To everyone that is complaining that there is nothing you want downtown, please expound on this! Don't just say there is nothing you want. Tell us what you WANT to see. Share your ideas of the types of businesses you WOULD support.

Opening a business can be incredible intimidating, and risky. If you don't want to do it yourself, at least help other potential business operators out by giving them an idea of what you think would be successful.

Most of our small businesses were started because we did(and do) think we are meeting a need, or filling a void we felt had potential to succeed.
anon

Clockville, NY

#17 Jul 18, 2009
no net lose wrote:
<quoted text>
moulton's closing will have ZERO negative impact on other businesses in the main st. district. if anything, it will have a slight positive affect for any business that chooses to fill what little product/service void created by their departure.
If you don't understand the damage that perception causes, rather than simple supply and demand, you really need to crack a text book.
dumps

Clockville, NY

#18 Jul 18, 2009
how about them dumps on eagle street ! can,t you even put a paint job on them .they should have torn down them dumps a long time ago.you walk by them and you can smell the wood rotting .most of them are always emtyand no one ever lives in them upstairs.store fronts what joke when is it going to be time to upgrade theses dumpsor rip them down .
prityfine

New Britain, CT

#20 Jul 18, 2009
You are a smart, well-intentioned woman Suzy Helme but don't hold your breath waiting for an answer to what the people want. You'll get some vaguaries about "affordable" this or that. One problem that no one wants to talk about: pay scale in these parts. It isn't good. People who work for minimum wage or slightly higher just don't have disposable income. I once saw a price tag of $25 on a child's wooden puzzle in a downtown store. The puzzle came from a top-notch company and I have no doubt that the wholesale price was steep, but I'm asking you outright: do you really believe most of the people in the Northern Berkshires can pay $25 for one wooden puzzle?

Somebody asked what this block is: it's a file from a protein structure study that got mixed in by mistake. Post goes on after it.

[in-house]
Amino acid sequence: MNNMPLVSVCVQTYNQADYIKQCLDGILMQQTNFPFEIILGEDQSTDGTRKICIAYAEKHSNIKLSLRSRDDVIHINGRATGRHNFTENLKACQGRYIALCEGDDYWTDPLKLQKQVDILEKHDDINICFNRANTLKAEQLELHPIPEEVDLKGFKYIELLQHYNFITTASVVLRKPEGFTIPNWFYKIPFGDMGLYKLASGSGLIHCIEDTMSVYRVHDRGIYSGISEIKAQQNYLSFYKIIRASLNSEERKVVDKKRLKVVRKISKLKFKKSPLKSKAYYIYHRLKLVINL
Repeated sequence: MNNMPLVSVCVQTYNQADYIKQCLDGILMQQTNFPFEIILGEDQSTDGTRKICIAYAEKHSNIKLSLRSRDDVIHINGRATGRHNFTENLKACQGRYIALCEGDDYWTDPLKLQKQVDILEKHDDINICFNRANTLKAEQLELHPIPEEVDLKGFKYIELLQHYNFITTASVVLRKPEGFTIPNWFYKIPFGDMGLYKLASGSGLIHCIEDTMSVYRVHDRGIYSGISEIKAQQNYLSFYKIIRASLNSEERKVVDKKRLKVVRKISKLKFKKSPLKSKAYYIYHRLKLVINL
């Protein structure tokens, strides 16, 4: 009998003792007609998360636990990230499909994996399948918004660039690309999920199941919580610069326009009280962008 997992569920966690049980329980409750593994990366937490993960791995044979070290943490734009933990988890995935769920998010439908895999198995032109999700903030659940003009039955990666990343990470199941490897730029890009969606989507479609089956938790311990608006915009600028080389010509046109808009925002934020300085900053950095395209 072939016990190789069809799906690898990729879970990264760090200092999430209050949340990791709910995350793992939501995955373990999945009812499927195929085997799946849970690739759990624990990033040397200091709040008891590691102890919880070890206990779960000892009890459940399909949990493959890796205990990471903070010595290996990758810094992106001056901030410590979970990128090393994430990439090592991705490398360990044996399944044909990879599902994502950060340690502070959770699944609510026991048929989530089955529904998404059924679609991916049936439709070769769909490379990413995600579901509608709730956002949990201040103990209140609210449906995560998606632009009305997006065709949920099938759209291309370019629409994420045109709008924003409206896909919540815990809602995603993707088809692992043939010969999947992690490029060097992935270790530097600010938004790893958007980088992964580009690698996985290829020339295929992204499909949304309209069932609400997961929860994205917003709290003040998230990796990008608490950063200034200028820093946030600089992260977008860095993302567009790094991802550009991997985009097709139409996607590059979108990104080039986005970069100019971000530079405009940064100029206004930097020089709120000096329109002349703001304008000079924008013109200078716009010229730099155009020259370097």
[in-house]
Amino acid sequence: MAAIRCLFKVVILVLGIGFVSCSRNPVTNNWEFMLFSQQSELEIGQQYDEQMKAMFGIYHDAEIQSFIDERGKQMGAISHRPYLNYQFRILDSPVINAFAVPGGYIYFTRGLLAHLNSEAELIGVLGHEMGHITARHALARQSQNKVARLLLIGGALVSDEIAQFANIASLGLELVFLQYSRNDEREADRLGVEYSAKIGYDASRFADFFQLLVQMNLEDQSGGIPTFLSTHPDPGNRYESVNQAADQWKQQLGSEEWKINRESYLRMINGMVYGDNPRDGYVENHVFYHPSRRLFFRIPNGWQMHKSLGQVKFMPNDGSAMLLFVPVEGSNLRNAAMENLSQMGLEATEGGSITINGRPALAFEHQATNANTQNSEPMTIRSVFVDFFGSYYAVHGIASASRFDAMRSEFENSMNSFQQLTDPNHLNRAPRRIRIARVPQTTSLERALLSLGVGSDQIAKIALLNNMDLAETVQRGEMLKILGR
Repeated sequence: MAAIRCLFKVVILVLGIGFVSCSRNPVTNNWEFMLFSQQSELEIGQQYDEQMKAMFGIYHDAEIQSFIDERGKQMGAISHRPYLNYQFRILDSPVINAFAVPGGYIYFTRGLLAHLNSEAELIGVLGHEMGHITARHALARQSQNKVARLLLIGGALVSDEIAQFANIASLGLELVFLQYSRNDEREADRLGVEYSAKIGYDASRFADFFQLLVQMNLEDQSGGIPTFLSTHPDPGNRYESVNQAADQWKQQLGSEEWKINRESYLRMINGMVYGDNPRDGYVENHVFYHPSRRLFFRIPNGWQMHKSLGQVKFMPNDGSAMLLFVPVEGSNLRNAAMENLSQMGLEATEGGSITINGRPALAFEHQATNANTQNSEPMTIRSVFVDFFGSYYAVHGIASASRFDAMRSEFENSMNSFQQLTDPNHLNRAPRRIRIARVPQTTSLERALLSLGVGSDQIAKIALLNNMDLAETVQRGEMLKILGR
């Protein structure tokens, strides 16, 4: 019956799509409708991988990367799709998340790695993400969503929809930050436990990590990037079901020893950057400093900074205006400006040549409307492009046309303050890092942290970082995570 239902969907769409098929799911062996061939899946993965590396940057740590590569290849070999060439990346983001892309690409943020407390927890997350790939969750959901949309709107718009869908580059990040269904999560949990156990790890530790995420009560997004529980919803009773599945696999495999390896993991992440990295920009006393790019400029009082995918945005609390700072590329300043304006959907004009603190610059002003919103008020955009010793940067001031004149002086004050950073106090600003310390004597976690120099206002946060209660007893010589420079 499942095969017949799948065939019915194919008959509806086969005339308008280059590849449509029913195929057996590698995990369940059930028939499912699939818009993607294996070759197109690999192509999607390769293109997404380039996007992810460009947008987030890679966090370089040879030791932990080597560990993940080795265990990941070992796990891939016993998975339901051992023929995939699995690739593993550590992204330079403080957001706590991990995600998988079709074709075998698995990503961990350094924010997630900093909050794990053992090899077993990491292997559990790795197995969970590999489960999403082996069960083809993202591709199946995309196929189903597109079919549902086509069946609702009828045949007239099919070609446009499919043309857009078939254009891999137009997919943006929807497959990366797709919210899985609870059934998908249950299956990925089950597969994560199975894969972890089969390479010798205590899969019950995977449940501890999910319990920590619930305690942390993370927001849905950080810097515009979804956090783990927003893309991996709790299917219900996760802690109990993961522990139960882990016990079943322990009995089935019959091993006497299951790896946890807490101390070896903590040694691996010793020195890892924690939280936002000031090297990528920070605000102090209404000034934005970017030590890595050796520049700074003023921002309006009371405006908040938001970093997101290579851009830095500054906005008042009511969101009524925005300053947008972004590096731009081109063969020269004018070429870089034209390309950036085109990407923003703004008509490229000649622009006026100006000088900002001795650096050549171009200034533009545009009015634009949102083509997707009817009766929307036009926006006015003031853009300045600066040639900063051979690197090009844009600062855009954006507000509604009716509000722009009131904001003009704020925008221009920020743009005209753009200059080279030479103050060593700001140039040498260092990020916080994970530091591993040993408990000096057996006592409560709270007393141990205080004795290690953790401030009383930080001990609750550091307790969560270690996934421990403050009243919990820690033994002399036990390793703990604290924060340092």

pretty simple minded

Northampton, MA

#21 Jul 18, 2009
My store is near the Mohawk
at the end of Main St. and the more closed or vacant storefronts between the route 8 start of Main street and our shop is all the more reason for a visitor to simply turn around and head back to route 8. THAT affects my business and businesses on Eagle street.

Suzy,

A lot of the storefronts were empty when you opened your store. Main & Eagle have had issues attracting customers since the 80's. Didn't you do your homework before you opened your store? Did you sit on Main Street and average the foot traffic on a daily basis? I'm talking people shopping, not going to the banks. I don't anticipate shopping your store, but I do wish you well.